Rejecting MDF and chipboard in favour of solid timbers, the founders of Neptune embarked on a mission to find the best materials for the job, as co-founder John Sims-Hilditch explains to editor Suzanne Imre.
It was a gut feeling that morphed into a ‘certain stubbornness,’ laughs Neptune’s co-founder John Sims-Hilditch, that led him and partner Giles Redman to a fundamental decision about the materials they would and wouldn’t work with.
Early on in Neptune’s history, as the business progressed from garden furniture to designing kitchens, John and Giles made an important agreement: they would never use MDF or chipboard in any of their designs, focusing instead on solid timber frames and super-strong birch ply panelling for all the cabinetry they produced, and oak or tulipwood for furniture. It’s a commitment that still stands today, and John explains why: ‘It goes back to our founding principles of ‘doing the right thing’. Even at that early stage, I was aware that you need an awful lot of glue to make MDF and chipboard which couldn’t be good for people’s health, nor was it as durable as solid wood, and it simply wasn’t nice to live with.’
From a sustainability perspective, John notes: ‘The wonderful thing about working with natural timbers is that they are organic. With sensible practice, they will easily regenerate – removing vast amounts of CO2 from the atmosphere. Today, our timber comes principally from the Appalachian Mountains, where trees have been planted at a faster rate than they are felled for over 50 years – currently at a replacement rate of 2.5 times.’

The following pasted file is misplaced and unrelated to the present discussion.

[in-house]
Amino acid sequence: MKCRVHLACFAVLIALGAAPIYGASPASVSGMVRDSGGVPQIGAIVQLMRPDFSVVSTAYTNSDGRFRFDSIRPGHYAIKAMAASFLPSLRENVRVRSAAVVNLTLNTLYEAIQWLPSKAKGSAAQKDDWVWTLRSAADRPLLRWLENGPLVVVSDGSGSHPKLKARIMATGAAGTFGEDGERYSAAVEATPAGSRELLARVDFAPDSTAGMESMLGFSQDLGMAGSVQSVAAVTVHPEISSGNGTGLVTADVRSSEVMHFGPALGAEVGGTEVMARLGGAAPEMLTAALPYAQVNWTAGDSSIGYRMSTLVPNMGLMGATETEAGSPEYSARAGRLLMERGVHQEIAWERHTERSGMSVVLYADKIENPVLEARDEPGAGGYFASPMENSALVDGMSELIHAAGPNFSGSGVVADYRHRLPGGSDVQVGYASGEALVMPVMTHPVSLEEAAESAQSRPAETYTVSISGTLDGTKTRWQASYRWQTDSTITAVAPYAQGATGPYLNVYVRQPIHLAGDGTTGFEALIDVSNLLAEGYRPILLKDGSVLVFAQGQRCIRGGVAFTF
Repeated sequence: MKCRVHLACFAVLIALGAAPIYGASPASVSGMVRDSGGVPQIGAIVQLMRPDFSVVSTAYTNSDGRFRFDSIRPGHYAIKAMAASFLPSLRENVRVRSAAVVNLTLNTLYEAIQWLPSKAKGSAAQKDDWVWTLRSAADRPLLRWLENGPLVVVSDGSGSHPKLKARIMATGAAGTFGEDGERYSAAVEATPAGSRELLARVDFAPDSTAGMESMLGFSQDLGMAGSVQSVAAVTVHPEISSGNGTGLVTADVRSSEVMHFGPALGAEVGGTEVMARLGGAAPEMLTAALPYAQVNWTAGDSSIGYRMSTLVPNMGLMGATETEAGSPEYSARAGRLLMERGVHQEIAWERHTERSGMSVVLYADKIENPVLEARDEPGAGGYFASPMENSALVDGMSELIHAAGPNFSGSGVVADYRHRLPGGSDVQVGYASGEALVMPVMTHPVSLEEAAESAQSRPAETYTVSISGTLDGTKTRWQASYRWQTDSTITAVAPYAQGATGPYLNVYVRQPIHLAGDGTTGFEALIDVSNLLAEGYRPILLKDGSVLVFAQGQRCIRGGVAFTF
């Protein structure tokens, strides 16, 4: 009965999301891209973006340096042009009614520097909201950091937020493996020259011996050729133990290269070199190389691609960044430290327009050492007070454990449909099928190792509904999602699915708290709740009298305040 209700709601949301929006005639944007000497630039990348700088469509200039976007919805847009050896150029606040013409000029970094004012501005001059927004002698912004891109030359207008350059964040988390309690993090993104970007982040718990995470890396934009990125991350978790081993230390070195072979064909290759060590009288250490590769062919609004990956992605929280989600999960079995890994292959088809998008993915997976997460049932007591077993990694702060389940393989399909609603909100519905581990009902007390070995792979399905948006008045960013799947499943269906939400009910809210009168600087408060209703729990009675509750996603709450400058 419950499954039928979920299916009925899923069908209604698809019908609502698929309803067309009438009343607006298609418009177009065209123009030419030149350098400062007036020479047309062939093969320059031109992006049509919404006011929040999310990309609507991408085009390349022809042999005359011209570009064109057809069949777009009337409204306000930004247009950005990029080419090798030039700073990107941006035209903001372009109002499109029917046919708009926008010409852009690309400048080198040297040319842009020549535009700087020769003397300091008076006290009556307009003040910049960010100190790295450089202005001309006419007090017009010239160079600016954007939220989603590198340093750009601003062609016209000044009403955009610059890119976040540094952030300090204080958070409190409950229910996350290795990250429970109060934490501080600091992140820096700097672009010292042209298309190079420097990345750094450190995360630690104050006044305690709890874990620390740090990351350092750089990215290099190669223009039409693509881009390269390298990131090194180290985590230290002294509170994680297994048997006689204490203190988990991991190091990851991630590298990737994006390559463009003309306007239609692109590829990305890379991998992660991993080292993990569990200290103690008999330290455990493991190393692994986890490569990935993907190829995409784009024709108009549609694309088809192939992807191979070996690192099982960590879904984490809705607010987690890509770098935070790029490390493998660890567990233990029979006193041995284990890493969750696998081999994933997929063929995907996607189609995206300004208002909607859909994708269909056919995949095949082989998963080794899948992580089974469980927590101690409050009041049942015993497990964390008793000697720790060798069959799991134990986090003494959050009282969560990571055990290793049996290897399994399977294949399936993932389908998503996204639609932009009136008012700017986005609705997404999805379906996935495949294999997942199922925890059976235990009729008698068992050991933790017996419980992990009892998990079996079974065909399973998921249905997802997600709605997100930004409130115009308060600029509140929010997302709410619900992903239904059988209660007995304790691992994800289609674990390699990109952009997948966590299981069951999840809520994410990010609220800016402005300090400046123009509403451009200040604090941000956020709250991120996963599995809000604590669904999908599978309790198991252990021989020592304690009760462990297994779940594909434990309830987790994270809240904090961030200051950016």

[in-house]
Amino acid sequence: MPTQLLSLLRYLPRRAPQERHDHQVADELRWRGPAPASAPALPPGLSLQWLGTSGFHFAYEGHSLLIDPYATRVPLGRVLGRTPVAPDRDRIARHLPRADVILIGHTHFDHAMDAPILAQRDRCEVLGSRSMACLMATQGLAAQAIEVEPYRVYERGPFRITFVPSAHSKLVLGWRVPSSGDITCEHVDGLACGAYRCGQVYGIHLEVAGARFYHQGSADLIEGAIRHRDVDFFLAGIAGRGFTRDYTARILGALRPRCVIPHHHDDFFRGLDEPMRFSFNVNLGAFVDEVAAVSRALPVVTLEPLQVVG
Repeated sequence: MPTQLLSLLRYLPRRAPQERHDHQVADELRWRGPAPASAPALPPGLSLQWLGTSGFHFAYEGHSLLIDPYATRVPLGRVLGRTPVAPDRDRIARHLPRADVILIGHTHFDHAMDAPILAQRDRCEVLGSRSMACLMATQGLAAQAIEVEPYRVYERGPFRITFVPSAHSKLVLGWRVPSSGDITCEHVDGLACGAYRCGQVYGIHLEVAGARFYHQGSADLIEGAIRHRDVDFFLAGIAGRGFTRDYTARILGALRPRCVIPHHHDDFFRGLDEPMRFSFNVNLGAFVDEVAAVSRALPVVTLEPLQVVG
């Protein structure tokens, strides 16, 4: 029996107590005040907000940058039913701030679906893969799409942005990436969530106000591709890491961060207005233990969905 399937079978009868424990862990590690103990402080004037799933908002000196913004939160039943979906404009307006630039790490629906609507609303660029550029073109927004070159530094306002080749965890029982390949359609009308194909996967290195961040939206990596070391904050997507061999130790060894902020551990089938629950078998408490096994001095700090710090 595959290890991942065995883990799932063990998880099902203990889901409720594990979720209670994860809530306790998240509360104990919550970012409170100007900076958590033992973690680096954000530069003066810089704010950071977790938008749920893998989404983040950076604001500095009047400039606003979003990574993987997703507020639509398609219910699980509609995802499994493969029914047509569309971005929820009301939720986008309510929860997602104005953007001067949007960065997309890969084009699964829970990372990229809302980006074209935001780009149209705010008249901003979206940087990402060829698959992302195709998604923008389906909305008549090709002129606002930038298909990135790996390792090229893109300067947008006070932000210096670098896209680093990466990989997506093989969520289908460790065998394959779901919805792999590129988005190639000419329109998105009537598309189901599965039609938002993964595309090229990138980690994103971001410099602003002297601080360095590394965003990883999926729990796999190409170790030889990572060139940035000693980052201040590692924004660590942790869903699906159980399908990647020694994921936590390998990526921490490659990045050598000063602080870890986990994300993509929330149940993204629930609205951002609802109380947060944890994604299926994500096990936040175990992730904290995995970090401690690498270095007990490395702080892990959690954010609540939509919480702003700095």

The duo therefore source timbers based on their durability, tactility, and beauty – always selecting the right material for the right purpose. Oak was top of the list. ‘Oak has a long history in British furniture-making,’ explains John, ‘it’s incredibly strong but also naturally beautiful – it doesn’t need coating or finishing. I consider it a king amongst woods because of that.’ Teak was selected for outdoor furniture for its high oleoresin content which means it performs well in harsh weather, and tulipwood for painted pieces because of its durability and perfectly smooth surface that carries paint well.
John was also an advocate for birch plywood for the inset panels on cabinetry, as they gave doors a rigid dependability without being heavy or clunky. Ply is created using thin sheets of wood which are layered over each other at right angles and built up to create a strong, stable panel that won’t expand or contract according to climate in the same way that solid timber will. ‘We use a similar technique in the central panels of our framed tables such as Arundel and Suffolk,’ adds John. ‘We take 6mm thick sheets of oak and cross-bond them to achieve a super-strong panel that won’t warp, thus dramatically improving the performance and life of our tables. This technique isn’t widely used because it’s hard to do, but we believe it’s worth it.’
With Neptune’s 100-year vision influencing all their design and material decisions, it was important to find a way to protect the timber without detracting from its natural beauty. Step forward IsoGuard®, which John and Giles developed with a specialist coating company based in Belgium. Unlike a traditional varnish or veneer, which leaves a sealant layer sitting on top of the wood, IsoGuard® works on a penetrative level, soaking into the wood and binding – at a micro-cellular level – to every piece of raw cellulose that it finds, coating it in a protective film while leaving the wood surface looking and feeling naturally beautiful. That tactility of timber – alongside its beauty – plays an important role in Neptune’s choice of materials. ‘Touching wood, you feel grounded; walking on wood, you feel grounded,’ says John. ‘Having wood in our homes brings us closer to nature, a place where we can feel happier and calmer. And it’s that sense of serenity that we seek in the natural materials we employ in our furniture.’